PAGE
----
Trance or hypnosis include all the different states of mind, emotions, moods and daydreams that human beings experience. Trance states may be accessed or induced for the purposes of enhanced performance, intuition or inspiration, and healing.

Trance may be perceived as endemic to the human condition and a Human Universal. Principles of trance are being explored and documented as are methods of trance induction. Benefits of trance states are being explored by medical and scientific inquiry. Many traditions and rituals employ trance. Trance also has a function in religion and mystical experience or visions.

Milton Erickson, the founder of hypnotherapy, introduced trance and hypnosis to academic medicine and psychotherapy.

In our therapeutic sessions, we access the trance state by double-induction with two therapists (male and female) employing auto-hypnosis, EMDR, kinaesthetic stimulation and exposure to overwhelming beauty.

 

 

Healing (literally meaning to make whole) is the process of the restoration of health to an unbalanced, diseased or damaged organism. Healing may be physical or psychological, with respect to physical damage or disease suffered by an organism, healing involves the repair of living tissue, organs and the biological system as a whole and resumption of normal functioning. It is the process by which the cells in the body regenerate and repair to reduce the size of a damaged or necrotic area and replace it with new living tissue. The replacement can happen in two ways: by regeneration in which the necrotic cells are replaced by new cells that form similar tissue as was originally there; or by repair in which injured tissue is replaced with scar tissue. Most organs will heal using a mixture of both mechanisms.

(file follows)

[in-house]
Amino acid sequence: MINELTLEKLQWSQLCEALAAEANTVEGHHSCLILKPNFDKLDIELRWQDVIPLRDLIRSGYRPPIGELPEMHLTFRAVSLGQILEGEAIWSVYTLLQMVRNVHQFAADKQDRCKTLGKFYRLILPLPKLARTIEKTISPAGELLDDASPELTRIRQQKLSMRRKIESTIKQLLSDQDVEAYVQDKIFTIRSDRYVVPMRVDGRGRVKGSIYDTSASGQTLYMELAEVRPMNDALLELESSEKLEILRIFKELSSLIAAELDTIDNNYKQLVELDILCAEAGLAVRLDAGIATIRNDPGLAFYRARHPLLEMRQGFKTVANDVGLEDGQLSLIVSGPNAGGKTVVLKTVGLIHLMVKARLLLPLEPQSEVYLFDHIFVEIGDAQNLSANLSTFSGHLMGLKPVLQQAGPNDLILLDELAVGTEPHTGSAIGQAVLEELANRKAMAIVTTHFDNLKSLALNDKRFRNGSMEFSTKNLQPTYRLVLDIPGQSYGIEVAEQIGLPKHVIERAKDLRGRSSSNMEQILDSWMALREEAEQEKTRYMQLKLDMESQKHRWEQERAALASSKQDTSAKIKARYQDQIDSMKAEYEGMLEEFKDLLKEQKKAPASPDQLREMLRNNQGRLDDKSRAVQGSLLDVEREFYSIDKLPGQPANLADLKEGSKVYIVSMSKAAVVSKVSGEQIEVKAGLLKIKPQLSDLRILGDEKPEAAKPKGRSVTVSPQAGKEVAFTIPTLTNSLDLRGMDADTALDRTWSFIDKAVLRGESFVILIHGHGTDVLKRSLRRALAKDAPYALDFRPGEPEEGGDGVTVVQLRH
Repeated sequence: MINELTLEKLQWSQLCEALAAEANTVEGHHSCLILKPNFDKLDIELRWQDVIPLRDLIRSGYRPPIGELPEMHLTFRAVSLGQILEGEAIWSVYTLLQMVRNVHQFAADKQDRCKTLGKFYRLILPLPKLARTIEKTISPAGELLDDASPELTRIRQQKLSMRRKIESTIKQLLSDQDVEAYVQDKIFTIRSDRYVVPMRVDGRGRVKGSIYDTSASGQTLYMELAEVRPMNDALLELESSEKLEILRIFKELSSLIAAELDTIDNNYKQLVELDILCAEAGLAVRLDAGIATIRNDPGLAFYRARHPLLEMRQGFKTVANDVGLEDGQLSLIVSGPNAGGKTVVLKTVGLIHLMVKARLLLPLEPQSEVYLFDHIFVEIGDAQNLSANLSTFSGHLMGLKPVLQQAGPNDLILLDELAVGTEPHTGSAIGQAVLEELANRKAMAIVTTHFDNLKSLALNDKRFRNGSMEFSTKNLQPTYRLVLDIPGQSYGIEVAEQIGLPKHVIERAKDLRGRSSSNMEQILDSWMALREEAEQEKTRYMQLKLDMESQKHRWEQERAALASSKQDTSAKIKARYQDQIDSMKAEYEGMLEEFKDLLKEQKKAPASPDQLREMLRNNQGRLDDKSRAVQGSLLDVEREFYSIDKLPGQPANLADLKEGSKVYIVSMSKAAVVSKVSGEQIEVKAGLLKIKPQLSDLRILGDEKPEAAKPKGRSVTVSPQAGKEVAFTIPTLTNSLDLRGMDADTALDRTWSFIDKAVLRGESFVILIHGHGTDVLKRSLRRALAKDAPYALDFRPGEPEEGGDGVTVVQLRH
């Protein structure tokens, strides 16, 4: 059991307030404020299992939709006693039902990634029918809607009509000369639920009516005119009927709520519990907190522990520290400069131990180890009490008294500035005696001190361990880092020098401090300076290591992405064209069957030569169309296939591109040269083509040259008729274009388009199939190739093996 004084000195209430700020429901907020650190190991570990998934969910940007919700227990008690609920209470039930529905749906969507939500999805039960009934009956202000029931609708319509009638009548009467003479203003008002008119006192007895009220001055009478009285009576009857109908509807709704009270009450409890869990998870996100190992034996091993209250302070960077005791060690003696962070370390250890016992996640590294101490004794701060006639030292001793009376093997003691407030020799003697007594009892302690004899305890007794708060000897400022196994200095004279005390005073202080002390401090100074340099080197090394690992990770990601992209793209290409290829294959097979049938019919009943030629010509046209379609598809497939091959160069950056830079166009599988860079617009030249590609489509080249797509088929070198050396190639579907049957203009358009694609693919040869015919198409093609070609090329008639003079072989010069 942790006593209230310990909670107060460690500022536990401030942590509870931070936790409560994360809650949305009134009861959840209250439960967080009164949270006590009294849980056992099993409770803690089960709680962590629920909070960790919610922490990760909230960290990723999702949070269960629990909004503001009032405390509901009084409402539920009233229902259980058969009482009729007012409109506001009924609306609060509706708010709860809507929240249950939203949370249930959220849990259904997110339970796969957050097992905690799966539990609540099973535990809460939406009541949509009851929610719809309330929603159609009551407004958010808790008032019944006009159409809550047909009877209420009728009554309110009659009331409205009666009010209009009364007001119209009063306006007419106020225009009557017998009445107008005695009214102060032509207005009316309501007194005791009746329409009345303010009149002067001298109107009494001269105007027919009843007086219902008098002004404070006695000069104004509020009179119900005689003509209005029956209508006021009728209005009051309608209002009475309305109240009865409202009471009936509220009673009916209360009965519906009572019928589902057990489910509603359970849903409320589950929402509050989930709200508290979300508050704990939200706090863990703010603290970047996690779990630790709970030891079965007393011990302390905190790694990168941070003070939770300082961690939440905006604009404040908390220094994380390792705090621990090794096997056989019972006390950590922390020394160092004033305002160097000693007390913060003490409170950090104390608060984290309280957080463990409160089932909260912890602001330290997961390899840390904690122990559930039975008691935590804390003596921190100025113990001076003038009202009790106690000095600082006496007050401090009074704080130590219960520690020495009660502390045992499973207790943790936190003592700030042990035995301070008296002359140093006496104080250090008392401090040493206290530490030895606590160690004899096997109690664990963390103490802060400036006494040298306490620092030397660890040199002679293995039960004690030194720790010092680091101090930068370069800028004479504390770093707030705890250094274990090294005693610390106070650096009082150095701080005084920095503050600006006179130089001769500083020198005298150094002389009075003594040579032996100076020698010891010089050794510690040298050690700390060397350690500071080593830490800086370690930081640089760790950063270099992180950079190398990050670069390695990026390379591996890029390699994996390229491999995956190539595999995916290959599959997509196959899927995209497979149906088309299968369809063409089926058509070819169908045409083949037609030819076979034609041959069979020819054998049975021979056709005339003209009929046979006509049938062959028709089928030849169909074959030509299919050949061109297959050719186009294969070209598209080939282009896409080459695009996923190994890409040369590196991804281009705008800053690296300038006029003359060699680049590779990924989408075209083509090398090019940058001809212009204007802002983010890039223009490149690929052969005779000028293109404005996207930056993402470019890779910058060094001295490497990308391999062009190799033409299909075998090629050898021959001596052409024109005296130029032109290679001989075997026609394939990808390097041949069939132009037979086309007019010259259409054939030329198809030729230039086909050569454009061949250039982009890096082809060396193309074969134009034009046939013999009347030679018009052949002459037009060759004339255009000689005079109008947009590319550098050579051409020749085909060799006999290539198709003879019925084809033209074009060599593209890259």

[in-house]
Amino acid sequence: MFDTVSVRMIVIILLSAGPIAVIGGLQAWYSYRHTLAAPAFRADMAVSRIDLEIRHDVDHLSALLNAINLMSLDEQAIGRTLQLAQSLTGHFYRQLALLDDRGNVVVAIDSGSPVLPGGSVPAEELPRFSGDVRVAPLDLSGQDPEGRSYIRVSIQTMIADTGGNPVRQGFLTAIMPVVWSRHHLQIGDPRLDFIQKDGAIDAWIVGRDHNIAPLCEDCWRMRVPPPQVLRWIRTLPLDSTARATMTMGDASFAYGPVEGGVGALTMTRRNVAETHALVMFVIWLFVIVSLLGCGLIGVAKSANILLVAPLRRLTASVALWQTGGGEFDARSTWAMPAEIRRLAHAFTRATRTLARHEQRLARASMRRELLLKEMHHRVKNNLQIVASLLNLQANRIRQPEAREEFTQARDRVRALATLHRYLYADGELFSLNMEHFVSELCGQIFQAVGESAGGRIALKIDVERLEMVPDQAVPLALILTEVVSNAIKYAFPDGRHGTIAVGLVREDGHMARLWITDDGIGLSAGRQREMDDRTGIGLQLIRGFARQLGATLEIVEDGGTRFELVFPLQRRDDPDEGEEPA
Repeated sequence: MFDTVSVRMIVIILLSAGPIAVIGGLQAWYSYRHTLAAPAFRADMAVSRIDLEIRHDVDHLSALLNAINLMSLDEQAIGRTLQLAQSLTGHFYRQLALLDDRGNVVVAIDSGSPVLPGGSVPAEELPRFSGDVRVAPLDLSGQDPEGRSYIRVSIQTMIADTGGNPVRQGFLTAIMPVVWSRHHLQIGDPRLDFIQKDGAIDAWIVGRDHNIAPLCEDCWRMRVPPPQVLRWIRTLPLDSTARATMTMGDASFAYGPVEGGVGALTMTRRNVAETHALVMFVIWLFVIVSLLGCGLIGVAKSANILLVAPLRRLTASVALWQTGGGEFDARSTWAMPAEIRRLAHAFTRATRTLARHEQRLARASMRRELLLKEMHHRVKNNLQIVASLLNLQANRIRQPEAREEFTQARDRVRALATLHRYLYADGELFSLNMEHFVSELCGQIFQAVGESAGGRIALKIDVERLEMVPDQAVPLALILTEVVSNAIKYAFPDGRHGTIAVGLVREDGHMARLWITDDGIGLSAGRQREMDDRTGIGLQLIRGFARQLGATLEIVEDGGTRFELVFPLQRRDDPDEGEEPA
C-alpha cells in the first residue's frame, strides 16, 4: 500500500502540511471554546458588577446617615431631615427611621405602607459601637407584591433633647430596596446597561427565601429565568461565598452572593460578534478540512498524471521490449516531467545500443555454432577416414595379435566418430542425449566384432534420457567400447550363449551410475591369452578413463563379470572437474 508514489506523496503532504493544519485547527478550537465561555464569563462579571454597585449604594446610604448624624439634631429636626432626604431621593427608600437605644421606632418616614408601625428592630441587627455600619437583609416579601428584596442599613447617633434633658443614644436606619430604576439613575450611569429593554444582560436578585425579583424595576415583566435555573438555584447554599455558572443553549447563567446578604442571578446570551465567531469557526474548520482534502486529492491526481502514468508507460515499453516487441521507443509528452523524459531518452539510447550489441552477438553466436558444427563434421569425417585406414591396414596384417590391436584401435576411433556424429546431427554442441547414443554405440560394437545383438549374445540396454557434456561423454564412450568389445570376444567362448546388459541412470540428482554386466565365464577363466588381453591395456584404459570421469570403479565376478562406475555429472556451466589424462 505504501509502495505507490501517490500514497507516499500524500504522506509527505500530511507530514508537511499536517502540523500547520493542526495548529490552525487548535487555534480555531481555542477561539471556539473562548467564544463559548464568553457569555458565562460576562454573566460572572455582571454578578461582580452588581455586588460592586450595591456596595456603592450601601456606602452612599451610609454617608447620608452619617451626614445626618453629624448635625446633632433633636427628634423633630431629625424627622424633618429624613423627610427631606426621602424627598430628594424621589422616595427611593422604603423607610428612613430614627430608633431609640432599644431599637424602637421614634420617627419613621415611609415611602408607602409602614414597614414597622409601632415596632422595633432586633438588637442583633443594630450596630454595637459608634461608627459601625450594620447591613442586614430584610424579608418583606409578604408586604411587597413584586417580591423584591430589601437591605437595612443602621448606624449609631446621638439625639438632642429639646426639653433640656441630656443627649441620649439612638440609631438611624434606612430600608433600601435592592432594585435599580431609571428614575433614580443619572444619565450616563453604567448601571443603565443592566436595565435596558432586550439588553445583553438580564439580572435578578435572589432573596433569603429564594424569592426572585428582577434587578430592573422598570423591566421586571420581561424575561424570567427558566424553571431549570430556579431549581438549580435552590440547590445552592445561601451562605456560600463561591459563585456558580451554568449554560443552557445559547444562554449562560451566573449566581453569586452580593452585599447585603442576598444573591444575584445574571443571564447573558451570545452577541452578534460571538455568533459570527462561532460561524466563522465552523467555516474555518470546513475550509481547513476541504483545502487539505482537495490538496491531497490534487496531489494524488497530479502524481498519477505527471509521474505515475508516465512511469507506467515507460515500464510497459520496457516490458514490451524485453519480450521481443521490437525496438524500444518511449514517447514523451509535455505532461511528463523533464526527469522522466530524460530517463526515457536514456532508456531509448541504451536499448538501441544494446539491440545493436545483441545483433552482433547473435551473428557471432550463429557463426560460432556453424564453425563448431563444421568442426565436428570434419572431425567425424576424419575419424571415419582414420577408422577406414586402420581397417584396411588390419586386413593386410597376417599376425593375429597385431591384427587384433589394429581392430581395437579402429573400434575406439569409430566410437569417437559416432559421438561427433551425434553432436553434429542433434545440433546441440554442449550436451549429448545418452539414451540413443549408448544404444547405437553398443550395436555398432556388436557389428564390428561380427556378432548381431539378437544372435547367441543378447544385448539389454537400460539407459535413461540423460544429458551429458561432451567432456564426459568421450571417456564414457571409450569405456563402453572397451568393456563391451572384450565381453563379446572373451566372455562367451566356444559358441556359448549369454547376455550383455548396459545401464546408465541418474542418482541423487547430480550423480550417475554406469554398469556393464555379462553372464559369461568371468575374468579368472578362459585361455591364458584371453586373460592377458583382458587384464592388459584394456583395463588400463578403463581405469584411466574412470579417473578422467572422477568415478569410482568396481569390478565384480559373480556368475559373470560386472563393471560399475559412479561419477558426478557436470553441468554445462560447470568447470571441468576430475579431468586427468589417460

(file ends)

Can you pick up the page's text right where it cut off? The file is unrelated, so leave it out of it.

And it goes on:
In psychiatry and psychology, healing is the process by which neuroses, psychoses or crises are resolved or overcome to the degree that the client is able to lead a normal or fulfilling existence without being overwhelmed by psychopathological phenomena. This process may involve psychotherapy, pharmaceutical treatment and increasingly re-discovered traditional spiritual approaches or energy medicine (from trance or hypnosis to transcranial magnetic deep-brain stimulation).

 

Come and experience deep-trance as an infinite well-spring of vitality, healing and replenishment.

 

The Agate Windows at the Grossmünster Zürich, by Sigmar Polke.
Polke succeeds in transforming the Grossmünster into an event of luminous colour, resulting in the seeming paradox of walls that are solid but radiantly translucent. Geologic time resonates in the images of nature within the agate stones themselves. Their intense colouring makes them look so contemporary, at times recalling movements of Modern Art.

 

Sunday
Nov172013

INTRODUCING TIMEEA-LAURA BURCI

The Dolder Grand

Health Care &
Rejuvenation

 

PD Dr. Rainer Arendt
Internal Medicine & Cardiology FMH
Prevention & Regenerative Medicine 

Timeea-Laura Burci
Lifestyle Coach & Jin Shin Jyutsu

 

 

Lifestyle Coach / Jin Shin Jyutsu: I help a guest bring about and fulfill new behaviors (eating, personal training, expression of emotional intelligence) that will lead to better self awareness, communication or interpersonal relationships. I help a guest to feel centered and calm, by breathing, stretching, posing, visualizing strength, flexibility, and harmony. I practice the ancient art of harmonizing the life energy in the body (Jin Shin Jyutsu).

 

 

 

We offer special programs at the Medical Wellness practice:

SUSTAINABLE  BODY WEIGHT MANAGEMENT
including virtual ablation of the hunger centers in the brain in deep-trance hypnosis, therapy of the gut brain, and exchange of the gut bacteria by transplantation

LA GRANDE BELLEZZA – holistic beauty treatments
including BestVibe matrix therapy for face smoothing and lifting, lymphatic detoxication and skin rejuvenation

LAST RESORT RECOVERY
it is our strength to offer new resources, to identify the best researchers and physicians or consultants in their fields, to provide cutting edge knowledge and expertise to overcome health issues (terminal disease, cancer, cardiovascular disease, autoimmune disease, multiple sclerosis, connective tissue disease, incapacitating mental disorders, depression, exhaustion, alcohol or drug dependence) or to overcome crisis (grief, bereavement, separation, abandonment, solitude, loss of meaning) to identify a way out towards physical, mental, social and spiritual recovery

FEMALE HEALTH, REJUVENATION AND WELLBEING or MALE AND SEXUAL HEALTH WELLBEING
my course for inner and outer beauty, how to enrich your life and your female/male well-being by beauty, grace, and sexual magnetism

 

Timeea-Laura Burci